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This ACE Cash Express outlet on San Mateo Boulevard in Albuquerque, New Mexico sits on a block with several small loan storefronts. The lenders who advance people money on their paychecks charge exorbitant interest rates that often snare the most vulnerable customers in a cycle of debt.
© 2015 Vik Jolly/AP Photo
The United States Consumer Finance Protection Bureau announced this week it would reject rules that aimed to prevent predatory practices by so-called payday and other small-dollar lenders. The regulations would have required lenders to take the basic step of making sure borrowers could repay their loans as well as limit how many loans people could take. The Bureau’s decision to scrap these rules leaves many low-income people at risk.
The Bureau finalized the loan rules in November 2017, and they were meant to take effect in August 2019. But before they could, the Bureau delayed implementation and said it would reconsider the rule.
Payday lenders have waged a campaign against the small-dollar loan rules, including attempts to influence the Trump administration to eliminate the regulations. In April the New York Times obtained a memo from an outgoing Bureau staffer alleging that Trump appointees at the Bureau manipulated data and analysis to justify removing protections.
Payday and other small-dollar lenders offer cash-strapped people small, short-term, high-interest loans. Human Rights Watch has found that many people used the loans to pay for basic necessities. Fees, penalties, and other costs associated with these loans can lead to exorbitant, sometimes triple-digit interest rates. When people have difficulty repaying their loans, they may have to take out new loans to extend repayment windows. Late payment penalties and charges for reborrowing can cause payments to balloon, forcing some to choose between paying off their loans and buying essentials. Predatory lending practices by payday and other small-dollar lenders have disproportionate impacts on Black, Latino, and impoverished communities.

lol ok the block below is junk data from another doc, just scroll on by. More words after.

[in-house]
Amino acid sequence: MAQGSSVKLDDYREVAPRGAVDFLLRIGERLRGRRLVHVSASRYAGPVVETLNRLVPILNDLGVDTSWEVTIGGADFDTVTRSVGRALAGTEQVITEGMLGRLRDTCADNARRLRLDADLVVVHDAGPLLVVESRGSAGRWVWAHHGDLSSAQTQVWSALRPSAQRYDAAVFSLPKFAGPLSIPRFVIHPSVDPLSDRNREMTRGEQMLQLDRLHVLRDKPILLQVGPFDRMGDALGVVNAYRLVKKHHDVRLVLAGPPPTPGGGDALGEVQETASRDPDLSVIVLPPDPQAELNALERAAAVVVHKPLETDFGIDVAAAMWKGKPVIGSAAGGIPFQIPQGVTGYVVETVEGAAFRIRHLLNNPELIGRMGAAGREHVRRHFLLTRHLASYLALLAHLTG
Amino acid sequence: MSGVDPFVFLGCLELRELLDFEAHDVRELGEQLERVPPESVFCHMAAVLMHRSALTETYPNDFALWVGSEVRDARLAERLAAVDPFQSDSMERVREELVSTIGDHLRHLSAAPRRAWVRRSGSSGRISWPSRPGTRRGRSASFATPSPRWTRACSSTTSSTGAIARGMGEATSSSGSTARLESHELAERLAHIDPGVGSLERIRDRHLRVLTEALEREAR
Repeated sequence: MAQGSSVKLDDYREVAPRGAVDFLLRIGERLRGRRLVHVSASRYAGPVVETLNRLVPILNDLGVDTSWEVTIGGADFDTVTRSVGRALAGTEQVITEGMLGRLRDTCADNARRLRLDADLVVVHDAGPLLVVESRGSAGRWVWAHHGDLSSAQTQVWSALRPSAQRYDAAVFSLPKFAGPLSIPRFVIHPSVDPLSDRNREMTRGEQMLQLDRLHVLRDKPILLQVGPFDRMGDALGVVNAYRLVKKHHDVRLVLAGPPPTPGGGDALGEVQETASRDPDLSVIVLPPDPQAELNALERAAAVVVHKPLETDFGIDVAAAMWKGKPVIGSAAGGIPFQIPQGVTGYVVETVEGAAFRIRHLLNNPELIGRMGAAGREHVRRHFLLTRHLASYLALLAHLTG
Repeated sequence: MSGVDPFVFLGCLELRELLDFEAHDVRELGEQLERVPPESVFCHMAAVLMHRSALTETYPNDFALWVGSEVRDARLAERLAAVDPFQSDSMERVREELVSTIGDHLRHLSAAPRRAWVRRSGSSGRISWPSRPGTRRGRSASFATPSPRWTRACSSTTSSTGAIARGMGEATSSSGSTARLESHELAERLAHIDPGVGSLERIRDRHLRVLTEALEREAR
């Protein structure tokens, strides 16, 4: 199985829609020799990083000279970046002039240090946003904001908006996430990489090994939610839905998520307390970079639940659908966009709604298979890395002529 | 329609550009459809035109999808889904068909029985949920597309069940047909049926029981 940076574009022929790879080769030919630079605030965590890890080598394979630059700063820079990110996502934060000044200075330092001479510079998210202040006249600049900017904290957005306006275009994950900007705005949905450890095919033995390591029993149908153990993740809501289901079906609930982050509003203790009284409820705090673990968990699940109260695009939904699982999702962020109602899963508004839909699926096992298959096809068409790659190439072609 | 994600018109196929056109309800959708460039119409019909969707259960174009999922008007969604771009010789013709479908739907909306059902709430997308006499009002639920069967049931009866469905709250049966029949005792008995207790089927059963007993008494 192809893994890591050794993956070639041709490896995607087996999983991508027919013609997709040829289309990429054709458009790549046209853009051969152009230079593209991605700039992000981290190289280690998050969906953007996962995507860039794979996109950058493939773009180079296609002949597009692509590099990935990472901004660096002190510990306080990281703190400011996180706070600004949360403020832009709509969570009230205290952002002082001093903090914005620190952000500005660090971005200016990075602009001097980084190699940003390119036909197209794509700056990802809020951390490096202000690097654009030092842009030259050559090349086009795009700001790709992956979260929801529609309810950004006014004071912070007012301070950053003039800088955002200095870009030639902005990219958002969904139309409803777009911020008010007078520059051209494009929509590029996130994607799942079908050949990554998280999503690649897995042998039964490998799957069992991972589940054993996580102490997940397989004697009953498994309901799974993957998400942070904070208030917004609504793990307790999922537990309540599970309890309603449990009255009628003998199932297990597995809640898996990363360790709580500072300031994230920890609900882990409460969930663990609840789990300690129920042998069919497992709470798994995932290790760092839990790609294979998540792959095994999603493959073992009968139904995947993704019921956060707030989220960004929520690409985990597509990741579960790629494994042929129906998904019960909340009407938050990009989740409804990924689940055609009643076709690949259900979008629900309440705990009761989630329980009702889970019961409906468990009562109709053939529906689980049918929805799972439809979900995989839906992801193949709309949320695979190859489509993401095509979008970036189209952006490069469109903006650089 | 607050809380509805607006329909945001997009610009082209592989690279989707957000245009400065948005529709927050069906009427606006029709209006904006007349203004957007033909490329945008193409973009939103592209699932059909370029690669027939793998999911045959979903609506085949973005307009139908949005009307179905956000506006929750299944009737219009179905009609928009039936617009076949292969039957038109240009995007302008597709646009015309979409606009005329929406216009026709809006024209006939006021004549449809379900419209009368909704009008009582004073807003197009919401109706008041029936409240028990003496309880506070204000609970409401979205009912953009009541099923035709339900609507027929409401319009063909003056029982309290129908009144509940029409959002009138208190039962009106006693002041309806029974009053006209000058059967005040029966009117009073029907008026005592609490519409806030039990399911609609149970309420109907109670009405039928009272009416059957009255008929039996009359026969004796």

The Consumer Finance Protection Bureau’s regulations were a critical step to help prevent people from falling into a debt trap and to deter lenders from using exploitative practices, all of which are vital to protecting human rights. The Trump administration’s decision to gut these protections at a time when so many are suffering from the Covid-19 linked financial crisis means that Congress needs to step in and pass legislation that enshrines these protections, and include a federal cap on interest rates, to stop this corrosive cycle of exploitation and debt.